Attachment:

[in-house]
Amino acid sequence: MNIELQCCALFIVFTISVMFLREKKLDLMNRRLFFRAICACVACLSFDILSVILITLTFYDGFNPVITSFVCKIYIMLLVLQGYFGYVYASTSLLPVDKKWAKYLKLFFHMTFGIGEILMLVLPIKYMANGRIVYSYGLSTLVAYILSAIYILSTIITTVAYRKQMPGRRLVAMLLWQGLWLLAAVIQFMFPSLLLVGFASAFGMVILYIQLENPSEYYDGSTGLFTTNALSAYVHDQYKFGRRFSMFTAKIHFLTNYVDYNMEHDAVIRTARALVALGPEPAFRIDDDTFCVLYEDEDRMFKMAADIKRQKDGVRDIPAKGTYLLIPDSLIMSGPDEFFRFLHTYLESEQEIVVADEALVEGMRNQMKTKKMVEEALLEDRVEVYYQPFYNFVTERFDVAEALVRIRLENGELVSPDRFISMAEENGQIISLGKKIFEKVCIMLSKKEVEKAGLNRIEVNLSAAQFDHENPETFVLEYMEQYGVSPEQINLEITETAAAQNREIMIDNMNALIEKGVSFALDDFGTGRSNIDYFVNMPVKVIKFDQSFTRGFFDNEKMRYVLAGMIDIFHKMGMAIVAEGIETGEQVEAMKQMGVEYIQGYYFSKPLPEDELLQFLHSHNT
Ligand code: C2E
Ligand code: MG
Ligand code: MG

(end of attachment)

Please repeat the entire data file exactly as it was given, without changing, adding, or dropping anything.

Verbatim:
[in-house]
Amino acid sequence: MNIELQCCALFIVFTISVMFLREKKLDLMNRRLFFRAICACVACLSFDILSVILITLTFYDGFNPVITSFVCKIYIMLLVLQGYFGYVYASTSLLPVDKKWAKYLKLFFHMTFGIGEILMLVLPIKYMANGRIVYSYGLSTLVAYILSAIYILSTIITTVAYRKQMPGRRLVAMLLWQGLWLLAAVIQFMFPSLLLVGFASAFGMVILYIQLENPSEYYDGSTGLFTTNALSAYVHDQYKFGRRFSMFTAKIHFLTNYVDYNMEHDAVIRTARALVALGPEPAFRIDDDTFCVLYEDEDRMFKMAADIKRQKDGVRDIPAKGTYLLIPDSLIMSGPDEFFRFLHTYLESEQEIVVADEALVEGMRNQMKTKKMVEEALLEDRVEVYYQPFYNFVTERFDVAEALVRIRLENGELVSPDRFISMAEENGQIISLGKKIFEKVCIMLSKKEVEKAGLNRIEVNLSAAQFDHENPETFVLEYMEQYGVSPEQINLEITETAAAQNREIMIDNMNALIEKGVSFALDDFGTGRSNIDYFVNMPVKVIKFDQSFTRGFFDNEKMRYVLAGMIDIFHKMGMAIVAEGIETGEQVEAMKQMGVEYIQGYYFSKPLPEDELLQFLHSHNT
Ligand code: C2E
Ligand code: MG
Ligand code: MG